2. We will work as quickly as possible to repair or make you a new denture, bridge, partial or crown. 

4.  What should you do if you have swelling or an abscess? 

Swelling and abscesses are symptoms of a mores serious problem or infections and should be treated immediately 

  1. Make an appointment with us immediately. Usually accesses signal an infection and need treatment. Don't attempt to treat this yourself or you may aggravate the situation even more. These situations are very serious requiring immediate professional treatment. 
  2. Do not apply ice! 
  3. Do not place asprin on a tooth! 
  4. Do not rely on over-the-counter medications! 

5.  What Should I do if I have a tooth-ache? 

Tooth aches can be caused by many things. It is best to schedule an appointment with us right away or call us for emergency treatment.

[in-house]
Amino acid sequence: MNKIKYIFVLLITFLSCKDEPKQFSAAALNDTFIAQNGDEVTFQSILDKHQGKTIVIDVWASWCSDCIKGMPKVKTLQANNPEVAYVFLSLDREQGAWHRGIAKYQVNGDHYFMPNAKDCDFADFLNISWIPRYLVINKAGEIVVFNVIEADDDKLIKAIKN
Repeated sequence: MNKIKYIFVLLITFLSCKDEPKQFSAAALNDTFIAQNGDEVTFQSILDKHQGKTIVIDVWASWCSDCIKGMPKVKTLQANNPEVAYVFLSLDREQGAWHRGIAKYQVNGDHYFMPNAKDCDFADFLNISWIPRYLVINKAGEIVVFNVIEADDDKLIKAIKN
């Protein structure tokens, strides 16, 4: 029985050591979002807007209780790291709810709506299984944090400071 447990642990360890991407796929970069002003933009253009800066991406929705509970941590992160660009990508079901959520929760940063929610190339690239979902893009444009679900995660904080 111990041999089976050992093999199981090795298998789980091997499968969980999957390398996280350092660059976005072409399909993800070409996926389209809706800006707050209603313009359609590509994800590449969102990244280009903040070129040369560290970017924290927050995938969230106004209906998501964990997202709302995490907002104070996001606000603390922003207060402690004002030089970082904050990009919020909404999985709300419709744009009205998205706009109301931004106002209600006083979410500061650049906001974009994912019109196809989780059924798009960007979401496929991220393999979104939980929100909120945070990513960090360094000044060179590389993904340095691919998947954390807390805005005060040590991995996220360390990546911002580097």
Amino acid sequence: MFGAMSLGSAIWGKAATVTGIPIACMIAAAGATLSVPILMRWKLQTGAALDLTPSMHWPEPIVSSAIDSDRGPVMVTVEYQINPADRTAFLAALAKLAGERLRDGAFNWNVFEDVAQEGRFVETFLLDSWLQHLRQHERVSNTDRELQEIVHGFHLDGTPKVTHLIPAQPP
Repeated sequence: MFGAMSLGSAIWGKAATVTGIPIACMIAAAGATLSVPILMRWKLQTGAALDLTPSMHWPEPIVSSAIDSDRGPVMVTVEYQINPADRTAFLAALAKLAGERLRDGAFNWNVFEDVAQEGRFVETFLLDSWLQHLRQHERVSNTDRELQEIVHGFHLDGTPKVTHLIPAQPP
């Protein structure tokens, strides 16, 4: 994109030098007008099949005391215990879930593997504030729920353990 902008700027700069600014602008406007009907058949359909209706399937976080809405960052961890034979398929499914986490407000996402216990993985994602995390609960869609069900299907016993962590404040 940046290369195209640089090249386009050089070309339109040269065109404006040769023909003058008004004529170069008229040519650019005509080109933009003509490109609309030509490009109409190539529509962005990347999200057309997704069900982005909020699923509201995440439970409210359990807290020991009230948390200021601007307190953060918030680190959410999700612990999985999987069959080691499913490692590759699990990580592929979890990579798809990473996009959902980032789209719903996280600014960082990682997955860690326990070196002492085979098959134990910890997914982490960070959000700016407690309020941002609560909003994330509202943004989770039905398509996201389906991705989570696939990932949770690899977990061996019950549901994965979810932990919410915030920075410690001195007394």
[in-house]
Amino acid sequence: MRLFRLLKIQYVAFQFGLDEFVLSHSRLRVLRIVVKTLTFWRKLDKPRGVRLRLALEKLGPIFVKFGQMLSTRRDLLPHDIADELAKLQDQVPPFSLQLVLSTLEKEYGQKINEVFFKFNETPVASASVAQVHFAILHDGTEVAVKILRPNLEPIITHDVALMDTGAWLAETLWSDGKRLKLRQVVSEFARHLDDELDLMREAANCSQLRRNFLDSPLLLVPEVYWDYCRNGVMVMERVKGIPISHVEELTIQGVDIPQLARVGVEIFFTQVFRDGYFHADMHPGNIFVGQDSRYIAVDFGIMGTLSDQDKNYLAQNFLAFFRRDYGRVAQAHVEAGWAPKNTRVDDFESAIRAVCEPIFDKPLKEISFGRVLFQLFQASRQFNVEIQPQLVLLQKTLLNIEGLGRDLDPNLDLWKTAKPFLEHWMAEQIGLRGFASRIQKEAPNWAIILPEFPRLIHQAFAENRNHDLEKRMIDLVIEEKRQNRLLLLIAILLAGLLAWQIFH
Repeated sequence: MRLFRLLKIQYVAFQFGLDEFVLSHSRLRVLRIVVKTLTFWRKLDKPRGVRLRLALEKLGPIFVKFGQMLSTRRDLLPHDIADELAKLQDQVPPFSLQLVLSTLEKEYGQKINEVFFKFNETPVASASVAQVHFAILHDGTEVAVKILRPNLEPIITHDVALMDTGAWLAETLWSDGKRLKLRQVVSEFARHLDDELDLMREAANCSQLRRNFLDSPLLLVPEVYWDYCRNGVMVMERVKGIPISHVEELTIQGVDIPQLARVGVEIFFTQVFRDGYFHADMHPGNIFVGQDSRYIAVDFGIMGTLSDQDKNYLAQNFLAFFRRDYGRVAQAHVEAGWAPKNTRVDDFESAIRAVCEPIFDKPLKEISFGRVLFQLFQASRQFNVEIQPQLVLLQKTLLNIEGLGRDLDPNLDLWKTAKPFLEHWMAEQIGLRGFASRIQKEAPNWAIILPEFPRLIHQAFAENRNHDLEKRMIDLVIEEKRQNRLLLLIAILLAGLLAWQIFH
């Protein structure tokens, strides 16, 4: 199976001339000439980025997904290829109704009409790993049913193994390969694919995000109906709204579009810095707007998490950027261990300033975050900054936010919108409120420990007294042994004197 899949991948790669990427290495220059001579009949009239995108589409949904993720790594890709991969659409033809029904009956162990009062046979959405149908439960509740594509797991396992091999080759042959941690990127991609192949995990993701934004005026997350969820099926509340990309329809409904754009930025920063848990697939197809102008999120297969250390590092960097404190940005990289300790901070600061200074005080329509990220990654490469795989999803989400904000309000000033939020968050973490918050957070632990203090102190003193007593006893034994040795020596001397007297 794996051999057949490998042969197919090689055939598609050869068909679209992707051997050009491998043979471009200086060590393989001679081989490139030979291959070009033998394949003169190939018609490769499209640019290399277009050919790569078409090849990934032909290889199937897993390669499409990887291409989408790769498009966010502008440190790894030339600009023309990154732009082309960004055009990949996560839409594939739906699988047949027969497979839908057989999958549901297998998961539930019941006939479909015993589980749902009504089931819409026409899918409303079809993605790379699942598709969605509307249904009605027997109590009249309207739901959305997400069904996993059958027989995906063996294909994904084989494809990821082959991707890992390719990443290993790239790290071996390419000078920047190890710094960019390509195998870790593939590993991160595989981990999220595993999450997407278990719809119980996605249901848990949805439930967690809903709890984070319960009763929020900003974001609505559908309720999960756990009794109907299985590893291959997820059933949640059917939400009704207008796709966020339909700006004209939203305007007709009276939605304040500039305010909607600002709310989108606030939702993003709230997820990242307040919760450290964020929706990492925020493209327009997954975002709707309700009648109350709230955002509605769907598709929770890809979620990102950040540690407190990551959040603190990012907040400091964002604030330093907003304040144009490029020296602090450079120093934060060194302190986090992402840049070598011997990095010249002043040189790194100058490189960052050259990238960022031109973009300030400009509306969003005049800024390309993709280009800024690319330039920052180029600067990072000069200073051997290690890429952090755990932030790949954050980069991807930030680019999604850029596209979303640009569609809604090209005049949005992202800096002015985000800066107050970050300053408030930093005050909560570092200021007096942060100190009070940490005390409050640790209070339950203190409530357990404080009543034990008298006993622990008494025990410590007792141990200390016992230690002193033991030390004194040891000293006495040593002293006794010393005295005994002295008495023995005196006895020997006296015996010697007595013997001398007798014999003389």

1. Do not place apsrin or any other medicine on the tooth or gums surrounding the tooth. 
  2. Do not take aspirin or aspirin-related drugs. 
  3. Take non-asprin pain relievers purchased over the counter and as directed on their package. 
  4. Do not place ice on the tooth. 
  5. Call our office at 928-758-8887 right away for an appointment or emergency visit. 

6.  What should I do if I have a cut or laceration? 

Cuts and lacerations are serious and can cause cosmetic deformities, excessive blood loss, or even death if left untreated. Contact us or the emergency room at the hospital right away. 

  1. Place a gauze, tissue, paper towel, towel, or clean bandage material on the wound and apply firm pressure. Contact our office or go directly to the hospital emergency room right away. 
  2. Do not place anything into the cut. 

7.  What shall I do if I have an emergency not listed in any of the other questions? 

Call our office at (928) 758-8887 as soon as possible and remain calm. 

8.  How shall I care for myself after surgery? 

  1. You have just undergone a surgical procedure. The extent of the discomfort and swelling which you experience is, in a large part, controlled by you.